« Last Edit: December 30, 2013, 01:23:36 PM by DustinA »

Offline TXCraig1

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Re: benefits of cold fermentation?
« Reply #7 on: December 30, 2013, 01:33:58 PM »
Cold fermentation gives you a much longer window of opportunity to use the dough than warm fermentation. I suspect the practice of cold fermentation began specifically as a way for pizzerias to be able to keep their dough usable and consistent either all day or for multiple days, rather than having to use dough at various stages of maturity, then having to throw out overfermented dough and unused dough.

I think you are probably right about this.

For me, cold rises give a LOT more flavor and are much easier to stretch and work with.

It's probably a factor of the time not the cold. In my estimation, cool temps (mid-low 60F's) will develop flavor at about 4X the rate of the fridge. I.e. 48 hours at 65F = 8 days in the fridge with respect to flavor. Handling qualities are probably not much different either way given the same dough temperature when you go to work it.

IMO, cold fermenting (fridge temps) should never be used for sourdough-leavened dough.
Pizza is not bread.

Offline DustinA

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Re: benefits of cold fermentation?
« Reply #8 on: December 30, 2013, 01:47:58 PM »
It's probably a factor of the time not the cold.

That raises an interesting question.  Can you have one without the other?  Can you do a long, warm rise?  I would imagine that you would spend every few hours punching the dough down and reballing, but I guess it could technically be done.  It seems as if if time develops the flavor but the cold keeps it convenient so you don't have to babysit it constantly.

Offline mkevenson

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Re: benefits of cold fermentation?
« Reply #9 on: December 30, 2013, 02:03:06 PM »
Dustin,
 
I feel that the amount of yeast relative to the temp and time are the keys to using either cold or less than cold ferment temps. I have been successful with 48-56 hr ferments at 63-65 F using this model.
 
Mark
 
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Offline chasenpse

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Re: benefits of cold fermentation?
« Reply #10 on: December 30, 2013, 02:11:30 PM »
IMO, cold fermenting (fridge temps) should never be used for sourdough-leavened dough.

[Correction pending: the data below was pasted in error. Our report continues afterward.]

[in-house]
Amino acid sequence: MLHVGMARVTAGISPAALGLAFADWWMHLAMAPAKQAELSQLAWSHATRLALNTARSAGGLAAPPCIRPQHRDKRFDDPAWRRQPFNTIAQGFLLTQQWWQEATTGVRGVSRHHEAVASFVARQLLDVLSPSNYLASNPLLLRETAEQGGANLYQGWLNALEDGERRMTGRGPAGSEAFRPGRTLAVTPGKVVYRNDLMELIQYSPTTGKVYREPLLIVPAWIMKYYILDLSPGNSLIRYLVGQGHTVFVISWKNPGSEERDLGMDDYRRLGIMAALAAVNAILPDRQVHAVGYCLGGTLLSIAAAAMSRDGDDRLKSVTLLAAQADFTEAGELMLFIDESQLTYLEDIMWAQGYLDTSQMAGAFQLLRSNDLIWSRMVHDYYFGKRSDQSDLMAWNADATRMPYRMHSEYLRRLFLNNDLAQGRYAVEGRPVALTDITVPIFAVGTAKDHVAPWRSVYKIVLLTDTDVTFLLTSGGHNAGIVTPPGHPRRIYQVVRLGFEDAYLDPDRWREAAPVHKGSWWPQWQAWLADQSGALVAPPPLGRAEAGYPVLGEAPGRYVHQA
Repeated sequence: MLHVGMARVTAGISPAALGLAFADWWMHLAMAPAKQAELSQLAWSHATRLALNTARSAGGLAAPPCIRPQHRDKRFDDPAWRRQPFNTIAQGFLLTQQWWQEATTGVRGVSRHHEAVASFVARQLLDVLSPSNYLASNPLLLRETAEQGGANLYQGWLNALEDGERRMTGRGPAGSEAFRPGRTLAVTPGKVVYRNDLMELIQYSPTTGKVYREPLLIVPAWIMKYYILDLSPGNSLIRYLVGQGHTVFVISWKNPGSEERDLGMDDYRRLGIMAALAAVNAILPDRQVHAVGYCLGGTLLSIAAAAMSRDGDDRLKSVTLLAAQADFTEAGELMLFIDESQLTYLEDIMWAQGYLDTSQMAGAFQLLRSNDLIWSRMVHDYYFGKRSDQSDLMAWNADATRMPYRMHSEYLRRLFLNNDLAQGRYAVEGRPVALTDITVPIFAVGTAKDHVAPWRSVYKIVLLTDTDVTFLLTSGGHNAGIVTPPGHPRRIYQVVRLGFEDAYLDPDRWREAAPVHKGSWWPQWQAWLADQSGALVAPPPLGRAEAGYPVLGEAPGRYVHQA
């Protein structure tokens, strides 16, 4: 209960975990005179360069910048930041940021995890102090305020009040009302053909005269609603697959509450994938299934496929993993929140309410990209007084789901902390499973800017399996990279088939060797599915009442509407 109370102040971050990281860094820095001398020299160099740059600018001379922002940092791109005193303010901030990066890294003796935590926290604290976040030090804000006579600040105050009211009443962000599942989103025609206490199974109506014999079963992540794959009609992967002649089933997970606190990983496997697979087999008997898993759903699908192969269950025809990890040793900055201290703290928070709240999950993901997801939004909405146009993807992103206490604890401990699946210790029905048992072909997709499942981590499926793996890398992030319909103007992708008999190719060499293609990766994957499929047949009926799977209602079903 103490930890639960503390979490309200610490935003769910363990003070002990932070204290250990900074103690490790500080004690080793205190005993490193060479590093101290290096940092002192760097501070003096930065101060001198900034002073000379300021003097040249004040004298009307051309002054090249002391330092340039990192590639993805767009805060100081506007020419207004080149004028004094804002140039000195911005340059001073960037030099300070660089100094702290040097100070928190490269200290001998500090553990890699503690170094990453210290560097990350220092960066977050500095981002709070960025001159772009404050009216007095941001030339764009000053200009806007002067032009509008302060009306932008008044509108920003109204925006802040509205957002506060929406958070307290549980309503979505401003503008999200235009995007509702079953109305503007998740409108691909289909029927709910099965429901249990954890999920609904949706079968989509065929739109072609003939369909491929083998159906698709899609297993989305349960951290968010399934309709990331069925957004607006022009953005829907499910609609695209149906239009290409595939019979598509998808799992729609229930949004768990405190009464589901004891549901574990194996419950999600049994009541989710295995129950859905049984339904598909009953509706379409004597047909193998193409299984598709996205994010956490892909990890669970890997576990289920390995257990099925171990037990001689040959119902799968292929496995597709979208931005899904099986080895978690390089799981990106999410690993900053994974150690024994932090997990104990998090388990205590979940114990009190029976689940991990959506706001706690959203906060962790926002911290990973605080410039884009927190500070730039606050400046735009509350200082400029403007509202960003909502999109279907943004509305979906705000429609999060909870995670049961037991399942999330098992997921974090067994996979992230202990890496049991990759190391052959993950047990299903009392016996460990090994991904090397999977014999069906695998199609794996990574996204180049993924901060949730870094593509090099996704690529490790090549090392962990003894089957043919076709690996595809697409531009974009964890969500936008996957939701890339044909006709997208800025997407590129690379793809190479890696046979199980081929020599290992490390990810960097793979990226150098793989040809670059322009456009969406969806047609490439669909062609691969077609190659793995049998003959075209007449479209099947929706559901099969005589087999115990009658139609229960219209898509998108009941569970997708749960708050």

What's the reasoning behind this, does commercial yeast preform differently than wild yeast?
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Offline TXCraig1

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Re: benefits of cold fermentation?
« Reply #11 on: December 30, 2013, 02:22:20 PM »
That raises an interesting question.  Can you have one without the other?  Can you do a long, warm rise?  I would imagine that you would spend every few hours punching the dough down and reballing, but I guess it could technically be done.  It seems as if if time develops the flavor but the cold keeps it convenient so you don't have to babysit it constantly.

As I suggested above, "Long" is a relative term. 8 days in the fridge may be "longer" than 2 days at 64F, but that doesn't mean the result is better - rather I would argue that the 64F dough is superior in every metric (flavor, handling, spring, finished crumb texture, etc.). 

Remember that temperature is only one of several variables. You can reduce the amount of yeast. I do 48 hours at 63-65F with 24 in bulk and 24 in balls. After 24 hours in bulk, there is almost no rise and the balls are ready to go at the end of 48. There is no punch-down, reballing, or babysitting.

Other than as a logistical solution (e.g. you need the dough in 6 days, but you have to make it today or the commercial situation Ryan described above), I so no reason to cold ferment.
Pizza is not bread.

Offline TXCraig1

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Re: benefits of cold fermentation?
« Reply #12 on: December 30, 2013, 02:23:36 PM »
What's the reasoning behind this, does commercial yeast preform differently than wild yeast?

Very different. All the sensory attributes of the final product are significantly degraded when you use the fridge for SD.
Pizza is not bread.

Offline Chaze215

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Re: benefits of cold fermentation?
« Reply #13 on: December 30, 2013, 04:34:51 PM »
I've noticed that a lot of the Neapolitan guys do a 63-65 temperature rise while the NY style guys (like myself) do a cold ferment in the fridge. Is this because of the different flours used or doesn't it matter?
Chaz

Offline TXCraig1

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Re: benefits of cold fermentation?
« Reply #14 on: December 30, 2013, 05:23:51 PM »
I've noticed that a lot of the Neapolitan guys do a 63-65 temperature rise while the NY style guys (like myself) do a cold ferment in the fridge. Is this because of the different flours used or doesn't it matter?